A sharp right took us down a steep entry into Balanced Rock Campground. The narrow park lay between hundred-foot-high walls of stressed brown rock. A strip of lush green grass separated the gravel strip from a clear, slow-flowing stream. The canyon walls consisted of individual hoodoos, like stacks of river rocks, and clusters of columns that looked like marching soldiers joined at the shoulder. There were slabs of flat polished rocks bigger than pool tables on edge. Horizontal, vertical, and diagonal strata were exposed as well as evidence of twisting that would humble a master mason. In places, huge globs of solidified earth held a multitude of more dense stones, indicating volcanic activity. I was wishing my geologist friend was handy to explain it all.

We parked at the entry and walked the hundred-yard strip of park. Best to know you can turn around before gettin’ in too deep. Voice of experience. A couple of wide spots allowed three-point turnarounds. Nobody was home in the only occupied site, a single dome tent erected in a park that would accommodate a dozen. The only other vehicle was an empty government van. There were pit toilets and several hose bibs along a cable fence preventing driving onto the well-watered grass. Fourteen days max, but it was free.

We filled our water tank before unhooking the toad and set up in the end site, where we’ve stayed a second night. The weekend came and brought people. Class B’s, teardrops, and car campers have come and gone, hiked, prepared meals on picnic tables under metal shade canopies, and fished. One group came in several vehicles. They ate, drank, laughed and left. They were never unruly, just friendly background noise and campfire aromas. The night was silent. The canyon was very dark. Stars, that are seldom seen except at sea, from atop mountains, and in the desert.

Reflecting on how good I feel about road travel, and this one in particular, I watch out the window as sunrise crawls down the canyon walls as I sip coffee and two-finger henpeck at the keyboard.

I haven’t shaken hands, hugged, or stood closer than ten feet to any of the people I met here. Yet, I have talked to several. Two young women, from the government van, in boots, with knapsacks, were leading a dozen kids in their early teens in some kind of outdoor therapy. We told them we were getting some of that ourselves and were familiar with a couple of wilderness schools.

I met a relaxed young couple with big smiles. They shared having to sell their home rather than lose it after COVID took their jobs. The proceeds paid for a new Class B and some wiggle room. They found online jobs and said that they like their new lifestyle. May never go back.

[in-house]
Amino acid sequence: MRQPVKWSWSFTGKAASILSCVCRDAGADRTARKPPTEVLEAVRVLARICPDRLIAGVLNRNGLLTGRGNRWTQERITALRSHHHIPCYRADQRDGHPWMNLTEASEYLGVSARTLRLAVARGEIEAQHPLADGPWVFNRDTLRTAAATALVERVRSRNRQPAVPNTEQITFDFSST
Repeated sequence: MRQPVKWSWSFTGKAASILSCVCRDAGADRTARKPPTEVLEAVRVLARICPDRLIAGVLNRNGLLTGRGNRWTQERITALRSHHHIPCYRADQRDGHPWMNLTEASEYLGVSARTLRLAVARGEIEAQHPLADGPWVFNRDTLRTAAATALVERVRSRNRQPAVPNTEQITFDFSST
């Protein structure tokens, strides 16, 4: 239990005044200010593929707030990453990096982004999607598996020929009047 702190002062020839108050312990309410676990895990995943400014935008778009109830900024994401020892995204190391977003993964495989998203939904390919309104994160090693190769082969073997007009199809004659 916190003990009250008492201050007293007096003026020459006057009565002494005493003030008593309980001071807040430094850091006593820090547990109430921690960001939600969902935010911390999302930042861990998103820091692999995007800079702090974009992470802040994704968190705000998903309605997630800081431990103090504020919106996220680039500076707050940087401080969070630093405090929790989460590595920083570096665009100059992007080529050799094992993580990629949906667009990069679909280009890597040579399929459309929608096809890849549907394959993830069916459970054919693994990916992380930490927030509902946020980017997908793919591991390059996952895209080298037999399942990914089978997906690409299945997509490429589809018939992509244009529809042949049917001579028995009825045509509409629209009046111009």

The young men with the two couples camping together were fishing in front of their site. They were using fairly large spinning lures. I didn’t comment on their methods but told them of having seen dozens of suckers about a quarter mile down the trail from our site. Their eyes got even bigger when I told them of having seen a couple of beaver downstream.

A petite woman traveling alone in an overloaded Subaru walked past our site to the hard-packed path that parallels the stream. She was using hiking poles and confessed to having had a hip replaced three months earlier. We know about joint replacements and exchanged recovery reports. She voiced concerns about how to get help since she was alone. We discussed whistles and flares and satellite locators. We agreed Balanced Rock was a jewel, but no, we didn’t know about similar destinations to the east.

There were other conversations with friendly folks. No movie will ever be made about any of them either. In contrast to the depressing onslaught of “If it bleeds …” media reporting that fills the lives of stationary RVers, all of our face-to-face contacts with people have been positive. Maybe not as intimate as the day gone by, but good – and a lot better than waiting for the return of times past. Lemonade ain’t that bitter!

There’s more, but I gotta go. It’s a drive day.

See some of Clint’s recent cartoons. They’re wonderful. 

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1 year ago

Lovely story. Thanks for sharing.

1 year ago

It is a great life. I enjoy all your Clintoons. Tks.

1 year ago